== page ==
The poor, on the other hand, having very good reason to steal life’s necessities, were regarded as simply culpable, In England, the Shoplifting Act of 1699 mandated the death penalty for stealing goods worth as little as five shillings. (The sentence was sometimes commuted to deportation, which, given conditions on convict ships, was almost a death sentence.) It wasn’t until after the act was repealed, in 1832, that the phrase “might as well hang for a sheep as a lamb” became a cliché rather than a life choice.
The first attempt to explain why rich people might steal things they didn’t need came in 1816, when a Swiss psychologist, André Matthey, invented the word “klepmania.” He defined the condition as a “secret impulse” so strong that “the penchant to steal subjugates the will.” The new disease allowed apparently irrational and illegal behavior to be acknowledged in public while releasing those diagnosed from responsibility for their actions. When the wealthy stole, they could be deemed mad—actually, a little neurotic—rather than bad. This not only suited the store owners, who didn’t want to alienate rich clientele or their social circle, but also benefitted the classier shoplifters who preferred to see their doctors instead of going to prison. “The rich have kleptomania, while the poor are taken down with larceny,” a New York City store executive said in 1878.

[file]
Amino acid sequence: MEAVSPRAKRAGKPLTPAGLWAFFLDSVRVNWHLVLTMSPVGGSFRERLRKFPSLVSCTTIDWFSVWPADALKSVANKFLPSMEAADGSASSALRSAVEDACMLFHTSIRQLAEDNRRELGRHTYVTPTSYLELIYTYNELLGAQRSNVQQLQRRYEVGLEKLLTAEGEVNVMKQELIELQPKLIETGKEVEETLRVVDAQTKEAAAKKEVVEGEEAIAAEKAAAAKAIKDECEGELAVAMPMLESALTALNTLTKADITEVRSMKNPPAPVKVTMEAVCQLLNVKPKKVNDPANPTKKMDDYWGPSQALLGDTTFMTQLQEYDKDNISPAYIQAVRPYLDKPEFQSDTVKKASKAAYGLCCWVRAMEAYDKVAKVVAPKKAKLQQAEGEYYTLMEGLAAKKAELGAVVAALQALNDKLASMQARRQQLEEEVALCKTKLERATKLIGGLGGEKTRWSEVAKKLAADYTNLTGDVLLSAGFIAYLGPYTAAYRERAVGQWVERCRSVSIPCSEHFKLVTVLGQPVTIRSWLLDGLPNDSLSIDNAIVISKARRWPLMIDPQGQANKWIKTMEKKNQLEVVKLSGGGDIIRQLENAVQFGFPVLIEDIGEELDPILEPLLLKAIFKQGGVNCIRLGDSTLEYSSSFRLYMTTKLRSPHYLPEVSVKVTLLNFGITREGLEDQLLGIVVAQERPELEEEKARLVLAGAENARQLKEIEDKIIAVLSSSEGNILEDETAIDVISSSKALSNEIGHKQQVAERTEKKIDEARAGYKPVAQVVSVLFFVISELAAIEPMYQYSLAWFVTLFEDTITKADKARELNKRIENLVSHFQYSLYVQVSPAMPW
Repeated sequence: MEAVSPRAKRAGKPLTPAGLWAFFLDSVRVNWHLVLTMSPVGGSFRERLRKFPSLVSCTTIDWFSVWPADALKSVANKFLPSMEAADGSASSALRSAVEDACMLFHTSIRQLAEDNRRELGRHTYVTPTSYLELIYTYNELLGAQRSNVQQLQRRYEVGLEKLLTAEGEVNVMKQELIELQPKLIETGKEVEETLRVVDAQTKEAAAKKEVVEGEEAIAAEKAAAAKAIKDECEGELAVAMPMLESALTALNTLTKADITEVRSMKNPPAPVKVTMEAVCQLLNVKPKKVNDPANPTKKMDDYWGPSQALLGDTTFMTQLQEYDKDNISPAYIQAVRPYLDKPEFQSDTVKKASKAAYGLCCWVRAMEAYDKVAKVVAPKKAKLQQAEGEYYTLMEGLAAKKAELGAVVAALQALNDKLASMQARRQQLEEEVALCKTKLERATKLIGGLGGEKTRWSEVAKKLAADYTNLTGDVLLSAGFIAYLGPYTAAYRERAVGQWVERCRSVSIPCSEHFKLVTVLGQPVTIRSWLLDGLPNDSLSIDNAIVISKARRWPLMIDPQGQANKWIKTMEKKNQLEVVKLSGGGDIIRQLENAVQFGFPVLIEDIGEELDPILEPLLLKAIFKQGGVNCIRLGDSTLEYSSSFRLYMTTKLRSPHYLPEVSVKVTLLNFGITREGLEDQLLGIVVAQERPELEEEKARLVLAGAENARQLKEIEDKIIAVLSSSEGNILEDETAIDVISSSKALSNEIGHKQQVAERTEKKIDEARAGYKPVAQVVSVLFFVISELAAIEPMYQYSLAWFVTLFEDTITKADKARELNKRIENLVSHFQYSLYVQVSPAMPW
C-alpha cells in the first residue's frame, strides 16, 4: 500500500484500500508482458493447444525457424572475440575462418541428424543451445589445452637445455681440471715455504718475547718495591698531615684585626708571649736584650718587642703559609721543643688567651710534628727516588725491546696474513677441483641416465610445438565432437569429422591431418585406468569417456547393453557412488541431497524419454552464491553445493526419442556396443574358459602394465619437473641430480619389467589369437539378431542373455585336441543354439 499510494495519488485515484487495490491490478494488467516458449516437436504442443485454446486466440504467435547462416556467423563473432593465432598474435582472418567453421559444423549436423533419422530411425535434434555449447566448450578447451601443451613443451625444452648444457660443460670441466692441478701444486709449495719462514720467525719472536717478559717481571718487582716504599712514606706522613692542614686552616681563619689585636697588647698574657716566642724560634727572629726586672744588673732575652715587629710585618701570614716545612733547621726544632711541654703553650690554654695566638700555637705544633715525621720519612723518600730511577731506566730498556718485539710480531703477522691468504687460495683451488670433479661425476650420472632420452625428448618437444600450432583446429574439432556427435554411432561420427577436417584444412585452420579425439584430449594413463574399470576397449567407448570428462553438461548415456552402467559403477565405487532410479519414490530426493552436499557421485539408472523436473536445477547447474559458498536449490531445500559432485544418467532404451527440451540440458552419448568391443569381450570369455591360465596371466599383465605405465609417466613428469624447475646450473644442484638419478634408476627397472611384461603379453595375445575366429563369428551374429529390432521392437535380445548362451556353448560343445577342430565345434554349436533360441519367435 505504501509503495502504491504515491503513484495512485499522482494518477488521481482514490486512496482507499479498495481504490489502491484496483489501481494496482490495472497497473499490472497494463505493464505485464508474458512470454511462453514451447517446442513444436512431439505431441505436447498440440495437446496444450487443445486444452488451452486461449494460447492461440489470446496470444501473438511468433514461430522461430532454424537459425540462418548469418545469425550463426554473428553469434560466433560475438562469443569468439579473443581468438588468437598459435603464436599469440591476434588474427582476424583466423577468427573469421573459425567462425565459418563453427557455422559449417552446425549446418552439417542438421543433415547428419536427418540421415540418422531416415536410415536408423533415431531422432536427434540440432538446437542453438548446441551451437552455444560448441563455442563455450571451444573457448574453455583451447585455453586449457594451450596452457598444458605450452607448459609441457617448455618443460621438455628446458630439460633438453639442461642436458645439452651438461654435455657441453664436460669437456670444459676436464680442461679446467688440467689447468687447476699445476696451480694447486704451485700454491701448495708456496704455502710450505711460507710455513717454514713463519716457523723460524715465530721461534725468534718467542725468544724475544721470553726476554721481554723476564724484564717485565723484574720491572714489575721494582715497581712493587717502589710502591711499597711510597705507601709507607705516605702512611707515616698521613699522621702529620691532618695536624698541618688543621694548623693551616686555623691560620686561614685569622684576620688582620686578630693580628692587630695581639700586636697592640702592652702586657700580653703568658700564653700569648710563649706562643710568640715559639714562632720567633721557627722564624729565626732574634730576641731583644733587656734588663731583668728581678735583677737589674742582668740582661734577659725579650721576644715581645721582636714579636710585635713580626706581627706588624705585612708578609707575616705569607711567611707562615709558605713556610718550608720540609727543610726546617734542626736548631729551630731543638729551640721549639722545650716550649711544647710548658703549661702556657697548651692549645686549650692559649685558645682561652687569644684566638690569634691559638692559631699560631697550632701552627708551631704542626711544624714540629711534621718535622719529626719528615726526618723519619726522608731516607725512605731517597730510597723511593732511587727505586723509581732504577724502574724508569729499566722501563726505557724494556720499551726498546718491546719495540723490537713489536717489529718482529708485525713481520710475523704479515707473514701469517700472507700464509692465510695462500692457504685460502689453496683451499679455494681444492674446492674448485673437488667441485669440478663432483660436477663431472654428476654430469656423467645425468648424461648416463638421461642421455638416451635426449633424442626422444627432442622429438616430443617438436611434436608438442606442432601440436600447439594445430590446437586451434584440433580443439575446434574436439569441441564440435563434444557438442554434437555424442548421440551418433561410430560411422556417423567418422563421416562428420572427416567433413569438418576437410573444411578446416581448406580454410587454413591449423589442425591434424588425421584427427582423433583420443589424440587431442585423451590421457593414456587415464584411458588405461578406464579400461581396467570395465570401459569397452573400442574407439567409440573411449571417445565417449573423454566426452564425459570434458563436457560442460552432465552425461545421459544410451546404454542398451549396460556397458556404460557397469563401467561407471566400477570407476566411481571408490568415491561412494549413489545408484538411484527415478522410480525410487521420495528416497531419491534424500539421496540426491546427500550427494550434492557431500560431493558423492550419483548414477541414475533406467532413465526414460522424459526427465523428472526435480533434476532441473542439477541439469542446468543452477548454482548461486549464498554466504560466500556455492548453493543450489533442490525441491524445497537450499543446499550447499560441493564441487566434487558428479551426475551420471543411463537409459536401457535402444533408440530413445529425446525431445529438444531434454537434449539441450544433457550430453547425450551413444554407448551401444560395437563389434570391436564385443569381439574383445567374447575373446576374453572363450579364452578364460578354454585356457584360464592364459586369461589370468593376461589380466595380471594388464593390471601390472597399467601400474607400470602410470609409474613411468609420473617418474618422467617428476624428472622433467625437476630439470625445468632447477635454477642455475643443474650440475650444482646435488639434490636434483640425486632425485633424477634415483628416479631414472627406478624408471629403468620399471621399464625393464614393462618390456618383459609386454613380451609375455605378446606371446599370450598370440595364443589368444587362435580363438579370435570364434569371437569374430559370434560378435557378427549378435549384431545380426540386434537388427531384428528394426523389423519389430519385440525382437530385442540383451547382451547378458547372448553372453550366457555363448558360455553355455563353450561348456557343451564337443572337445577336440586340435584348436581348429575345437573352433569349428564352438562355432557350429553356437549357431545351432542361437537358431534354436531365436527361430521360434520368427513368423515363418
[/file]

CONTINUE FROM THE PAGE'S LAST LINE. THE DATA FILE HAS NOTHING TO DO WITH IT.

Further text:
Shoplifting’s crucial historical moment occurred in the mid-nineteenth century, when the owners and designers of the new department stores created them as great machines for the simultaneous circulation of goods, women, and money. The industrial revolution and empires took care of producing the goods; the women moved around the store in an induced trance of consumer desire; and the end product was a torrent of money, recirculated to enhance the efficacy of the machine. In 1902, when H. Gordon Selfridge opened his department store in London, with its open-access display of goods, he was denounced by London magistrates for seeming to encourage shoplifting.
Émile Zola’s novel The Ladies’ Paradise written in 1860, takes as its subject the arrival of the great consumer leviathans, and the subsequent decline of small family-owned shops that had supplied local needs. It is a remarkable novel of the growth of capitalism as both grand spectacle and irresistible instigator of desire. Zola’s repeated descriptions of the extravagant displays of the ever-expanding Ladies’ Paradise are so sumptuous and—with their dearth of periods—breathtaking that they wind up the reader, as the imagined shopper, to a near-pathological excitement. Crazed by the excess, the mass of women who make up the consumers appear as a swirling stream of fragmented parts:
Heads were half cut off from sight by piles of ribbons . . . on all sides the mirrors made the departments recede further into the distance, reflecting the displays together with patches of the public—faces in reverse, bits of shoulders and arms. . . . Great gilded chandeliers hung from the ceiling; an awning of rugs, embroidered silks, and materials worked with gold was hanging down, draping the balustrades with brilliant banners; from one end to the other there were flights of lace, quivering muslin, triumphal wreathes of silk, apotheoses of half-dressed dummies.